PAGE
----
At the beginning of this year I read a report about The United Republic of Tanzania’s laws. The report was quite detailed, it explained a lot. I understood what it meant and wondered how many women especially at the grass root were aware of these laws and what they meant to them.
Most women at the grass root in my community are illiterate. Our community has maintained the beauty of its traditions/ culture for so long but not without retaining some unfavorable culture. Women were once girls with many problems. Issues of forced marriages still exist contributing to lack of education among women especially, among our indigenous Maasai community. Harmful Traditional Practices (HTPs) have attributed negatively to many difficult circumstances on women and girls. Early /forced marriages, Female Genital Mutilation (FGM), health issues, early /unwanted pregnancies, violence and low-self- esteem are problems facing women in my community. Access and control of family resources is another issue that needs to be dealt with.
When I thought about it, this reminded me that our traditions / culture started a long time before formal education was introduced in Africa. This therefore meant education had to get itself somehow in, to replace part of the tradition/ culture which already had its roots dip in the ground for so long and had fruits (whether termed good/ bad). It therefore meant that the traditional practices had to accommodate the formal education and marry at some point. What did not happen? Why, have we continued to have many girls not attending school even in the 21st Century? Yes, we have systems in place; national, International goals, and International conventions on child rights. What then is the solution to all these many issues? Always remember; The entry point to any problem solving is very important. If you have a poor entry point into any problem or initiative the results will be poor and very slow to achieve good results. Education is very important. It is one solution to poverty eradication and a key to sustainable development. While this is true, capacity building was never done to help people go through the process of realizing the need and importance of education in many African communities especially among the indigenous and marginalized communities. Many of the people who joined school those years among the Maasai people explained to me how their parents were forced to take them to school. This was without explaining the importance of it. Meaning the entry point to education among them was poor.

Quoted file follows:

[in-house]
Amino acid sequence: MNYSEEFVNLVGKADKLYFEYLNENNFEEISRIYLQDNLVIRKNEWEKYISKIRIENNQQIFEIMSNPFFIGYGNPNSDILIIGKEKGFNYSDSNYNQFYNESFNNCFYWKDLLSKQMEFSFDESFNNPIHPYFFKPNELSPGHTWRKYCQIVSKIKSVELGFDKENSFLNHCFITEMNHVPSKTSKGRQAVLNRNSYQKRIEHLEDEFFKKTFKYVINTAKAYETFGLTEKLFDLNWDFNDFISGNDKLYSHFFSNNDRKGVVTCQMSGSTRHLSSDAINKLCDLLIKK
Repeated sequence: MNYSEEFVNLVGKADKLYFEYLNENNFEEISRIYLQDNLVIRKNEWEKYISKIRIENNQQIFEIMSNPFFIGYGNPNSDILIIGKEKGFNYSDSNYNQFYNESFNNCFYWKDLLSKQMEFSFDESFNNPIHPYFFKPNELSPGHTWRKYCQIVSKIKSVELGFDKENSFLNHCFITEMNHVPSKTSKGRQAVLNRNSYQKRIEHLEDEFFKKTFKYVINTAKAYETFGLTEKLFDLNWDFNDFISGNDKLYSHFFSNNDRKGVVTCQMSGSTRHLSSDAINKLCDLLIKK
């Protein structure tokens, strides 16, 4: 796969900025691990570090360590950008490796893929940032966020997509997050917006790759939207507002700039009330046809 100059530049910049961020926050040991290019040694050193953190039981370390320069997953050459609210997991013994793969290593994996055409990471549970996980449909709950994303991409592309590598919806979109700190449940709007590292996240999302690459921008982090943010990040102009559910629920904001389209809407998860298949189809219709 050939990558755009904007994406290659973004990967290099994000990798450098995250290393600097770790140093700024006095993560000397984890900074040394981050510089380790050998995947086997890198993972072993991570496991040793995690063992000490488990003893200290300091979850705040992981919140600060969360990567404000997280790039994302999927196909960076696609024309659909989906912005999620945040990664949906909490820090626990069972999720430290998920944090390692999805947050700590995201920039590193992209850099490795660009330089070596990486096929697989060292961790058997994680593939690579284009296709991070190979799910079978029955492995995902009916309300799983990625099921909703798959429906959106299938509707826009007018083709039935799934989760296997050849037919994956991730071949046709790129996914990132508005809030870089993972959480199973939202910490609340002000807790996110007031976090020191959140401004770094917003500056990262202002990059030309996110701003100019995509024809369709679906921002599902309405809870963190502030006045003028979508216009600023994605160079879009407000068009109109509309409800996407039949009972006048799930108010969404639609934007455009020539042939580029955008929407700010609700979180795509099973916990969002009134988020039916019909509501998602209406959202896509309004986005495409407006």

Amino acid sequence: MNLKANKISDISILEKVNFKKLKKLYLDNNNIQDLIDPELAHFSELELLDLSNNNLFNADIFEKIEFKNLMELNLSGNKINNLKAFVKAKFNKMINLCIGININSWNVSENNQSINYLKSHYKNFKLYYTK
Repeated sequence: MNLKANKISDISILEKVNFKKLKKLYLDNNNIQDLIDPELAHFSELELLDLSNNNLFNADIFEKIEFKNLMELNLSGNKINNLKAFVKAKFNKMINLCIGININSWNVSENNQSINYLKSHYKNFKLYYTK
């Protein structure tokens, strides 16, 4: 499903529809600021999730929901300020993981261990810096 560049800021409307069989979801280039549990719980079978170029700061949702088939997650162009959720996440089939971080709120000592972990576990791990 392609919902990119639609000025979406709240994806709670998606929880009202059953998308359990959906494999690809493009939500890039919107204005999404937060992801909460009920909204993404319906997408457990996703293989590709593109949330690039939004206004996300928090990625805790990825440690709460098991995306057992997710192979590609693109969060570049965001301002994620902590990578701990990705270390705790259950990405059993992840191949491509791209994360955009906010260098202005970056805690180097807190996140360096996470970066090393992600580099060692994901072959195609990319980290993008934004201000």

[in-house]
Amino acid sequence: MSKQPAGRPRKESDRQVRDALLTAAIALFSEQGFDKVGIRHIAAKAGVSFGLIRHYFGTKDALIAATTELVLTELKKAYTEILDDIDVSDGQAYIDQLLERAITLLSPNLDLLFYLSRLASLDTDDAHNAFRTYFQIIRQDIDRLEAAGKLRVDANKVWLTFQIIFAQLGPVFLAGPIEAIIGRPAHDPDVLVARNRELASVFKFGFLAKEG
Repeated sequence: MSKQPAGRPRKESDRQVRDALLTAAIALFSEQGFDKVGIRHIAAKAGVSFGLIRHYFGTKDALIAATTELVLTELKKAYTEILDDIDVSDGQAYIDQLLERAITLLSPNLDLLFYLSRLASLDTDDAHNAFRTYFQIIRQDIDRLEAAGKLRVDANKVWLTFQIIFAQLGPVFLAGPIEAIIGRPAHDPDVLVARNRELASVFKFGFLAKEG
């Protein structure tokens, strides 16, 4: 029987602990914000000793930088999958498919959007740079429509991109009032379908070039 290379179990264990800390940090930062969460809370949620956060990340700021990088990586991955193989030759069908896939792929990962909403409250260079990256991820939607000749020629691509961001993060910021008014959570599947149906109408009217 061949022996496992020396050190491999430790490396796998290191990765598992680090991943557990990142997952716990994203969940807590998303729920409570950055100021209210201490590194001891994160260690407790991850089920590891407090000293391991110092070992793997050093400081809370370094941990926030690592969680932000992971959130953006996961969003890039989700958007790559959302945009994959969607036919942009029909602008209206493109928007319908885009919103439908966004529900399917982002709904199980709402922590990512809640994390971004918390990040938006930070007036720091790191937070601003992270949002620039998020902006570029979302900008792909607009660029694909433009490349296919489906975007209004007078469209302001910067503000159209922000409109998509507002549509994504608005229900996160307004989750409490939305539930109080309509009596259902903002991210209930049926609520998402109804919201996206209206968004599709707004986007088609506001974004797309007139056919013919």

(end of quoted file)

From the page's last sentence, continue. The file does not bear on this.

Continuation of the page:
I saw how much women and girls in my community were suffering silently. One would mistake their silence for not being concerned but behind all that they suffered from low-self- esteem. Talking about their problems boldly is not common among them. They needed someone or people who could relate to them and share their problems and help them find solutions. I mobilized women in my community and sensitized them on the importance of self identification, self appreciation and education for them and their children.
As a professional teacher I always knew the problems girls were facing. I taught both boys and girls but girls had more and peculiar problems. They were very vulnerable and many times had no way of getting themselves out of their various difficult situations. Others had similar problems while for some were different. I decided to help them. I created a friendly environment for them to speak out to me so as to release and free themselves from so much pain and emotions that they had. They needed guidance and sometimes counseling. This was difficult to do for each one of them at the same time so I established the first girls club at the school. From then, I thought of helping more girls not only in my school but also in other neighboring schools and communities. This was quite a success. Some schools realized how much my work was helping. They invited me to their schools to talk to girls and it worked out.
This bore and developed the idea of my founding Girls’ Empowerment Program and Network (GEPaN)- Tanzania. It was a way of giving back to my people, my community and in respect and honor for important people who played a tremendous role in my life and education for me and my family. Its hard to pay back to them in any other way apart from doing this for girls and women in my community, Africa and now the whole world (Thanks to world pulse). The greatest challenge GEPaN is facing is funding for its projects. This has led the founder to use limited personal/ family finances and other resources to implement its projects.
Again always remember; Empowerment is a process that requires proper planning, the involvement of all our stake holders and patience to make it a success. There is an African saying that says “Umoja ni nguvu, utengano ni udhaifu” meaning “Unity is strength, division is weakness”.